Kenora MP Eric Melillo says he’s glad to see federal PCR testing requirements end at Canadian border crossings today, but he’s questioning the timing of the move.

During Adjournment Sessions at the House of Commons, Melillo noted he questioned federal Health Minister Jean-Yves Duclos on when mandatory PCR testing will end at the border early this month, but says the Minister dodged the question.

Just two weeks later, Duclos announced that as of April 1, COVID-19 testing will no longer be required for fully vaccinated travellers entering Canada.

“I’m certainly pleased to see the government has taken the action which I called for, but it is too little too late for many tourism operators,” said Melillo.

“The lack of transparency and the lack of an ability for this government to provide clear information to Canadians at this point in the pandemic is especially frustrating for me and for many across northwestern Ontario,” he adds.

Melillo later questioned what changed the government’s decision within that two-week window, and if new scientific evidence was brought forward to support their decision.

“And if there was no new evidence that was brought forward,” Melillo continued. “I’d like an explanation from the government on why they weren’t able to be transparent with Canadians.”

In response, Parliamentary Secretary to the Ministry of Mental Health and Dependence and Associate Minister of Health, Elisabeth Briere, says the government is continuing to follow scientific data and advice.

“The health and safety of Canadians continue to be our top priority and our actions at our border reflect that,” said Briere. “The evolution of data of the COVID-19 situation in Canada and internationally is what dictates our actions.”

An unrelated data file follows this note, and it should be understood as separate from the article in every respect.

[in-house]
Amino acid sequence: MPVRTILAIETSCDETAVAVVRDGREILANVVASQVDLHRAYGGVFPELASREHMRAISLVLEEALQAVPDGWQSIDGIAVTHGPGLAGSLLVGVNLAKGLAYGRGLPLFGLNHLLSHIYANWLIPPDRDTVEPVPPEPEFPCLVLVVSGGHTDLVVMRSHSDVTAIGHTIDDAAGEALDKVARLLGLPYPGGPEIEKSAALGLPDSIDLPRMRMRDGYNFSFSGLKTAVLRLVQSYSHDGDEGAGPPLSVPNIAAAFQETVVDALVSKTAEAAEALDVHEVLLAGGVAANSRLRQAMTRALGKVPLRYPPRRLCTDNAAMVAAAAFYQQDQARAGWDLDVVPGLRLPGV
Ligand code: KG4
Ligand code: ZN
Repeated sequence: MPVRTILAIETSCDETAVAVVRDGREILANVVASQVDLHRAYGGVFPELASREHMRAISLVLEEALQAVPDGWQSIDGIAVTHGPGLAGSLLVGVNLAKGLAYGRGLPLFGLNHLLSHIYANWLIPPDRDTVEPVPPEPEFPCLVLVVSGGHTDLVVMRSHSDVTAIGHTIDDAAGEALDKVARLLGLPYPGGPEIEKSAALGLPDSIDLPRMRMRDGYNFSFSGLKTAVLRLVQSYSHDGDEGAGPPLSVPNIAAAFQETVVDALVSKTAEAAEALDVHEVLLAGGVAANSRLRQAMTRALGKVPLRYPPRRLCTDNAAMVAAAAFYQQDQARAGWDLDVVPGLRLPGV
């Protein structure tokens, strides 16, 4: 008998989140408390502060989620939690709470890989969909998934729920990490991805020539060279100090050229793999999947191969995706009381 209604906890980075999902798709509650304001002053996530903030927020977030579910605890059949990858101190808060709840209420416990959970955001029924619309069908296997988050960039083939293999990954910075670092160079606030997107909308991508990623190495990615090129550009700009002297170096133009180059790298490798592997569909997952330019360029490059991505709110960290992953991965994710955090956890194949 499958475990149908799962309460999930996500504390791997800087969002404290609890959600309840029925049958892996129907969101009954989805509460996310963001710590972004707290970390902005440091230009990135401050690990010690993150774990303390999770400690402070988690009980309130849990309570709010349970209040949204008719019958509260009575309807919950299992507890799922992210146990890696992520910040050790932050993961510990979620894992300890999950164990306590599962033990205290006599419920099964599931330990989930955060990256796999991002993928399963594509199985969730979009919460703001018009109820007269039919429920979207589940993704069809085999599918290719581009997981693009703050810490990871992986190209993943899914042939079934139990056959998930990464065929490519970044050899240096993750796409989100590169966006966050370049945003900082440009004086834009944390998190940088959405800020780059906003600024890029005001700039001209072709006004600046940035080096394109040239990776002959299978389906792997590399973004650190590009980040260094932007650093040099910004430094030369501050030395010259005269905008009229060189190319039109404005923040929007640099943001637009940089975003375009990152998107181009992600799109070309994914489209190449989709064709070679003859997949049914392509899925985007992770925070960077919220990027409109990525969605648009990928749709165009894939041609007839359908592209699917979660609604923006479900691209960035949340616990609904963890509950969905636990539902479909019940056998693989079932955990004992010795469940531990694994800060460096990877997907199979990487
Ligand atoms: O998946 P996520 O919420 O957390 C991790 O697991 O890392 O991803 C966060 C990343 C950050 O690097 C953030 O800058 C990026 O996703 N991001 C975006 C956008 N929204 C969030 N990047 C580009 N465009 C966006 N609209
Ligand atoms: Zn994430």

Briere notes that the general Canadian population is mostly fully-vaccinated and the access to rapid tests is still growing, but there is still a risk for any international travellers and measures at border crossings may have to be re-evaluated.

As well, pre-entry testing requirements are not changing for partially or unvaccinated travellers, meaning they would still need to provide either a negative rapid antigen test, a negative PCR test taken within 72 hours or a previous positive PCR test taken between 10 and 180 days prior to their flight.

Melillo says the government is still refusing to provide their scientific evidence, noting Ottawa still has a number of federal mandates in place, which includes mandatory vaccines for members of the Canadian Armed Forces.

But for now, all travellers continue to be required to submit their mandatory information in the ArriveCAN app or website before their arrival in Canada. Travellers taking a cruise or a plane must submit their information within 72 hours before boarding.

Those who do not may have to quarantine for 14 days, regardless of their vaccination status. Previously, not completing the ArriveCAN app lead to you not being allowed entry into the country.

As well, fully vaccinated travellers may still be chosen for random COVID-19 PCR testing, but you no longer have to quarantine while waiting for your results.

Residents are asked not to travel if they have any symptoms of COVID-19, are in isolation, are waiting for the results of a COVID-19 test or have been in close contact with a suspected or confirmed case.

Ontario’s Chief Medical Officer of Health, Dr. Kieran Moore, says travelers should complete a risk assessment of where they’re going and research the risk of contracting COVID-19 in that setting, to take any of your or your family’s underlying health conditions into consideration and to consult with your healthcare provider ahead of time.

Ottawa says if you start to feel COVID-19 symptoms after travelling, self-isolate for 10 days and follow local public health advice regarding seeking care or medical treatment. Ottawa says residents are warned that they may have to extend their trip to accommodate this.

Ottawa notes extended wait times can be expected at border crossings. Executive Director of Ontario’s Sunset Country Travel Association, Gerry Cariou, has said the government’s previous border crossing requirements were a large barrier for American tourists.

Briere adds Ukrainian refugees continue to be admitted into Canada, even if they don’t meet vaccination requirements.